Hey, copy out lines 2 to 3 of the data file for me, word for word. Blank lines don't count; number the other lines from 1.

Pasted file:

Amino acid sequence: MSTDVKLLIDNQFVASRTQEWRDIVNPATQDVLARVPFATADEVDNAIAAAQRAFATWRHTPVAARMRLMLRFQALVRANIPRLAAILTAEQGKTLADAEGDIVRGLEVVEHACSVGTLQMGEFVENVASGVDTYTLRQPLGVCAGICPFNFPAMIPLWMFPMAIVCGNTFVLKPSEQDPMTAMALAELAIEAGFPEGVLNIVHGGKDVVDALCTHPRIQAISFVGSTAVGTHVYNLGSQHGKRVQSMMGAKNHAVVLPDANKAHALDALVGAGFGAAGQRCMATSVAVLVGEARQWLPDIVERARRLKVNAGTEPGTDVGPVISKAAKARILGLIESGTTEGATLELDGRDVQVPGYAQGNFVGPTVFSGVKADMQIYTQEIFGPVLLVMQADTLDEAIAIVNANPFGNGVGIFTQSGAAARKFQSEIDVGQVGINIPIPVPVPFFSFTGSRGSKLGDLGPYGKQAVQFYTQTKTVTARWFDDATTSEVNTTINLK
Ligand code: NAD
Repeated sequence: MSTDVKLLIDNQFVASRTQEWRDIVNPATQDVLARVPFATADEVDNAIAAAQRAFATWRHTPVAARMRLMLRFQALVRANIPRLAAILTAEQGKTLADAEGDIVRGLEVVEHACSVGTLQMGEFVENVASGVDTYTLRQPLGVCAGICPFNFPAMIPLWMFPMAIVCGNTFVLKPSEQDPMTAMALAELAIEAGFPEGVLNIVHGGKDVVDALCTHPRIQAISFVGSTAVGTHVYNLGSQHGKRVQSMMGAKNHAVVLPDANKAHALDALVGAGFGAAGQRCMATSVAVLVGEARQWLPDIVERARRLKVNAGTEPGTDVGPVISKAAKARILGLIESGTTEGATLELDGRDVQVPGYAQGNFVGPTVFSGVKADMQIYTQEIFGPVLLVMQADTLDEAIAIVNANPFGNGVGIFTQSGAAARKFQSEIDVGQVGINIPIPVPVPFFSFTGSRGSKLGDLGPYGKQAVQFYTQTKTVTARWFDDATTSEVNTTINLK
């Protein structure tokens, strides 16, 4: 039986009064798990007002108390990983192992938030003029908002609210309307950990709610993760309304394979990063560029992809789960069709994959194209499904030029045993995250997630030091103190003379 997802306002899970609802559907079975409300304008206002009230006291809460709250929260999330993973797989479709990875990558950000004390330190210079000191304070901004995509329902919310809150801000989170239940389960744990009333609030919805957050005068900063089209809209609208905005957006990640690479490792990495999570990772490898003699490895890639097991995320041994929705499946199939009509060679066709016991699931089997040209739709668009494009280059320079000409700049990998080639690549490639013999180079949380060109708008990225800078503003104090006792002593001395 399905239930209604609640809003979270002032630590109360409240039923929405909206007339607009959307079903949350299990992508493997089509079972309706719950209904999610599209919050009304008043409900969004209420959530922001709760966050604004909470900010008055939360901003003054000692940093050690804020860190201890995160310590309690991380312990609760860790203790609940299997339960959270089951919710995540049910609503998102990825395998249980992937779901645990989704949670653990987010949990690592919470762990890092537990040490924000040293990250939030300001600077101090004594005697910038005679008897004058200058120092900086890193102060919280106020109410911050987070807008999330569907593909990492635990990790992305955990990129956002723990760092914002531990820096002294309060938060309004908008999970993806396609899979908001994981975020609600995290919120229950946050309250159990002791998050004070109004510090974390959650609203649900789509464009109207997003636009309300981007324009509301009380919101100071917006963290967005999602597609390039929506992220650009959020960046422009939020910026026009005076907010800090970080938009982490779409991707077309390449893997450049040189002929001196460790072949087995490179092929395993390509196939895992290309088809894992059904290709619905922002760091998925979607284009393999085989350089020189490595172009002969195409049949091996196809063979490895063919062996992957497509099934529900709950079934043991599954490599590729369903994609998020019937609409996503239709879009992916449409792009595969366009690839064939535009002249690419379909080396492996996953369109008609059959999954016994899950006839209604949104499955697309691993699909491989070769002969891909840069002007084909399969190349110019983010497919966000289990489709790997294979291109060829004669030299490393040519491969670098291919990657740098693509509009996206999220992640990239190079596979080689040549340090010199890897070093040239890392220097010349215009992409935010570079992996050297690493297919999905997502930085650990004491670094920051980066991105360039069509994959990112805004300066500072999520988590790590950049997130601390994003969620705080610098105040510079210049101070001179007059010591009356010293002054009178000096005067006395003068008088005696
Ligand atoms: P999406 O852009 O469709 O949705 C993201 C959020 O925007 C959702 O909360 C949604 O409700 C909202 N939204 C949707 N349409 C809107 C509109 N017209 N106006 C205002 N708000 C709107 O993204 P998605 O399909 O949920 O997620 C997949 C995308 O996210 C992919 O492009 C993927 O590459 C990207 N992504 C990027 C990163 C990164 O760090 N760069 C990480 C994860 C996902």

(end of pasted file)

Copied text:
Ligand code: NAD
Repeated sequence: MSTDVKLLIDNQFVASRTQEWRDIVNPATQDVLARVPFATADEVDNAIAAAQRAFATWRHTPVAARMRLMLRFQALVRANIPRLAAILTAEQGKTLADAEGDIVRGLEVVEHACSVGTLQMGEFVENVASGVDTYTLRQPLGVCAGICPFNFPAMIPLWMFPMAIVCGNTFVLKPSEQDPMTAMALAELAIEAGFPEGVLNIVHGGKDVVDALCTHPRIQAISFVGSTAVGTHVYNLGSQHGKRVQSMMGAKNHAVVLPDANKAHALDALVGAGFGAAGQRCMATSVAVLVGEARQWLPDIVERARRLKVNAGTEPGTDVGPVISKAAKARILGLIESGTTEGATLELDGRDVQVPGYAQGNFVGPTVFSGVKADMQIYTQEIFGPVLLVMQADTLDEAIAIVNANPFGNGVGIFTQSGAAARKFQSEIDVGQVGINIPIPVPVPFFSFTGSRGSKLGDLGPYGKQAVQFYTQTKTVTARWFDDATTSEVNTTINLK